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Black v. P.F. Chang'S China Bistro, Inc.

United States District Court, N.D. Illinois, Eastern Division

May 15, 2017

RYAN BLACK and DAYNIA McDONALD, on behalf of themselves and all other persons similarly situated, Plaintiffs,


          Robert M. Dow, Jr. United States District Judge

         Before the Court is Plaintiffs Ryan Black and Daynia McDonald's motion for step-one notice of their Fair Labor Standards Act collective action [26]. For the reasons set forth below, Plaintiffs' motion for step-one notice [26] is granted in part and denied in part. This case is set for further status on June 13, 2017, at 9:30 a.m.

         I. Background

         Plaintiffs Ryan Black and Daynia McDonald worked as servers at P.F. Chang's China Bistro, an “Asian-inspired” casual restaurant operated by Defendant with 218 locations in the United States. [1, ¶¶ 5, 31, 35.] Black worked at a P.F. Chang's restaurant in Lombard, Illinois from August 2012 through June 2014. [27-12, ¶ 1.] McDonald worked at Defendant's restaurant in Westbury, New York from November 2013 through February 14, 2014. [27-13, ¶ 1.] Plaintiffs bring collective action claims on behalf of all similarly situated current and former tipped workers (such as servers, bussers, runners, and bartenders) for violations of the Fair Labor Standards Act, 29 U.S.C. §§ 201-19 (“FLSA”), at fourteen separate P.F. Chang's locations-five in Illinois and nine in New York.

         Plaintiffs allege that Defendant committed at least four distinct FLSA violations, the first three of which, Plaintiffs argue, precluded Defendant from paying a sub-minimum wage or tip credit rate of pay to its employees. [27, at 10.] First, Plaintiffs allege that Defendant failed to provide employees with statutorily required notice of the FLSA's tip-credit provisions because Defendant provides “incorrect and misleading” information about the amount of the minimum cash wage and maximum tipped credit that a tipped employee must receive according to 29 U.S.C. § 203(m). Id. at 5. Second, Plaintiffs allege that they were paid as “tipped” employees for all hours worked (that is, they were paid an hourly rate that is less than the minimum wage, but is subsidized by customer tips), even though they performed “non-tipped” duties such as washing dishes and sweeping floors that are outside the scope of their tipped occupation for more than 20 percent of their shifts. According to Plaintiffs, Defendant was required to pay an employee the full minimum wage for time spent performing non-tipped duties instead of taking a “tip credit” for that time. Third, Plaintiffs allege that tipped employees were improperly required to share their tips with non-tipped employees performing “quality assurance” (“QA”) work, such as assisting with plating food in the kitchen and loading finished plates onto trays. [27, at 7.] Fourth, Plaintiffs allege that Defendant required employees to work “off-the-clock” or perform “side work” in violation of the FLSA's overtime and minimum wage provisions. Id. at 8.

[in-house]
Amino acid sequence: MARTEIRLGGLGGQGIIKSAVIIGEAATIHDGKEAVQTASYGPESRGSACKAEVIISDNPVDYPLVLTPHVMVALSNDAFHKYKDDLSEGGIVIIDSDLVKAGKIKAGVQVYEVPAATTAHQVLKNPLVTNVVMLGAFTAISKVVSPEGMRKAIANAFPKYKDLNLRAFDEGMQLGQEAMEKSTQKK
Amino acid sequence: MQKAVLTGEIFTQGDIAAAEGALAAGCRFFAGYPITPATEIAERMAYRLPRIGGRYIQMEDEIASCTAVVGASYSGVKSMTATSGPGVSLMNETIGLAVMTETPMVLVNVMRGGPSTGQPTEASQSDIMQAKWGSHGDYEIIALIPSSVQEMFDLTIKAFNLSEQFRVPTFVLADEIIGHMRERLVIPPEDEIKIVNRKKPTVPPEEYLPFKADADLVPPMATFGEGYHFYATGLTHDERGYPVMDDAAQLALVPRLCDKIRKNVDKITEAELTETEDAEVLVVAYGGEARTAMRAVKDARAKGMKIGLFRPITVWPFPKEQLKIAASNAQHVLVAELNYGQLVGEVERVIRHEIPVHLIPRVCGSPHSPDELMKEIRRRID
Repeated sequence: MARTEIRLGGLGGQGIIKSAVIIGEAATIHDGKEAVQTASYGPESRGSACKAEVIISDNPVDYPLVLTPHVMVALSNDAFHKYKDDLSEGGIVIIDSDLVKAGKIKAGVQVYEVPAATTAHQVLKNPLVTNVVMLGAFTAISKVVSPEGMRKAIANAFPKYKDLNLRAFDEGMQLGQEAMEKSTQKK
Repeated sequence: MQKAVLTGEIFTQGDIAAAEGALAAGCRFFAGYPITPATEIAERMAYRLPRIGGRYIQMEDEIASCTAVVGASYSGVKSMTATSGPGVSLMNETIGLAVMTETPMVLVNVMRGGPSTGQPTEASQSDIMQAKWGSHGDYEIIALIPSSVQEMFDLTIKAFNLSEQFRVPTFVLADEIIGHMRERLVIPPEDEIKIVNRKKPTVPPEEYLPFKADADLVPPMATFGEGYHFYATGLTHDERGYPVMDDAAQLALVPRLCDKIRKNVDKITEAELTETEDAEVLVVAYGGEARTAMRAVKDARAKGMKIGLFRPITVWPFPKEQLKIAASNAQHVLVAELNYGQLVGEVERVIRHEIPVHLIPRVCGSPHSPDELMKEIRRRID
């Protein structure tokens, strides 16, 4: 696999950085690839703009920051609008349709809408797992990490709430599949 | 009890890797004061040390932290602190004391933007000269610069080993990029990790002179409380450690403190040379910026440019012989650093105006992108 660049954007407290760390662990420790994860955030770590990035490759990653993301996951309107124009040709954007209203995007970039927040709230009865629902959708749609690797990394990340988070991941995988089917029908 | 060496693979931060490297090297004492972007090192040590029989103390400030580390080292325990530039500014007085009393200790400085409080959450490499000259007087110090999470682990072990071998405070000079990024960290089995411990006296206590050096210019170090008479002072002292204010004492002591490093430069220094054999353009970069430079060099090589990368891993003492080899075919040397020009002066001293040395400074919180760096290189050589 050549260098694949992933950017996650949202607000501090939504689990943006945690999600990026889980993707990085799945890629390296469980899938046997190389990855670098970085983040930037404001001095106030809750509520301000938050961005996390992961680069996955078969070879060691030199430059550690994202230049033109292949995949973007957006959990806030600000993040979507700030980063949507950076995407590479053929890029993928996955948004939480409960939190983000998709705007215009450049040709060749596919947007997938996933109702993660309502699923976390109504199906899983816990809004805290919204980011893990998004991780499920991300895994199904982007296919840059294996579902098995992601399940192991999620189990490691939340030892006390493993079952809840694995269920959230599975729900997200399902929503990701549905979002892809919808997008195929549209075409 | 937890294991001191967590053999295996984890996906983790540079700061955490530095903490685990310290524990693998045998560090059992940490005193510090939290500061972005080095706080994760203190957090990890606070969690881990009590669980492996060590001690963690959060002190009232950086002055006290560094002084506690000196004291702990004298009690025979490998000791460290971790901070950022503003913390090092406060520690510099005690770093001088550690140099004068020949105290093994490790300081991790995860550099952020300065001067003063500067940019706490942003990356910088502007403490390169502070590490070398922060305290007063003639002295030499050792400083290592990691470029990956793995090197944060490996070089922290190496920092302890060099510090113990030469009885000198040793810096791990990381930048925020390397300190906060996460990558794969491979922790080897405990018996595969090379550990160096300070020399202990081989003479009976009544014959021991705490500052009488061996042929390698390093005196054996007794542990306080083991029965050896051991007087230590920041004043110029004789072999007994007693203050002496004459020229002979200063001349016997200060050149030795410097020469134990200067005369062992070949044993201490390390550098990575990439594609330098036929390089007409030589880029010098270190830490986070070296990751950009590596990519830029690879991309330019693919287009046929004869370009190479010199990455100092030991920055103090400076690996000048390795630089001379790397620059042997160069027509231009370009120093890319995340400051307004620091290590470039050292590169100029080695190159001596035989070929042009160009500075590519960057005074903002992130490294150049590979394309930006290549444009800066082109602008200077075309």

Plaintiffs have moved for step-one notice for their putative collective action under the FLSA pursuant to 29 U.S.C. § 216(b). [See 26.] In support, Plaintiffs offer two main categories of evidence. On the one hand, Plaintiffs submit evidence of Defendant's nationwide operations and management. This evidence-which touches on wage and hour policy at only a high level of generality-comes predominately from a 2010 lawsuit against Defendant involving claims under the Americans with Disabilities Act and the Family and Medical Leave Act. See Meinelt v. P.F. Chang's China Bistro, Inc., 787 F.Supp.2d 643 (S.D. Tex. 2011).

         Relying on filings from this other lawsuit, Plaintiffs note that Defendant's “wage and hour policies are detailed in its employee handbook.” [27, at 3.] Moreover, Defendant's company charter, which states, “Your Management Team will: Pay employees for all hours worked, ” is framed and posted in every P.F. Chang's restaurant. [27-3, at 4.] Plaintiffs also contend that Defendant hires employees through a single website, all employees receive the same new employee paperwork, [1] and some work at more than one location during their tenure working for Defendant. [27, at 3.] Defendant's Managers (who oversee a section of a restaurant, like the bar or the front of the house) receive a Manager's Handbook, which has a section on federal wage and hour compliance. [27-2, ¶ 4.] Defendant's Operating Partners (the restaurant's general manager) also attend an eight-week management development program. [27-7, at 3.] And Defendant's Market Partners (managers who oversee Operating Partners at multiple restaurants in a geographic region) are responsible for conducing semi-annual financial audits, which may include review of the restaurants payroll controls, timeclock reports, and “edited punch reports.” [27-1, ¶ 4; 27-11.] None of this evidence relates specifically to any of the four FLSA violations that Plaintiffs assert here.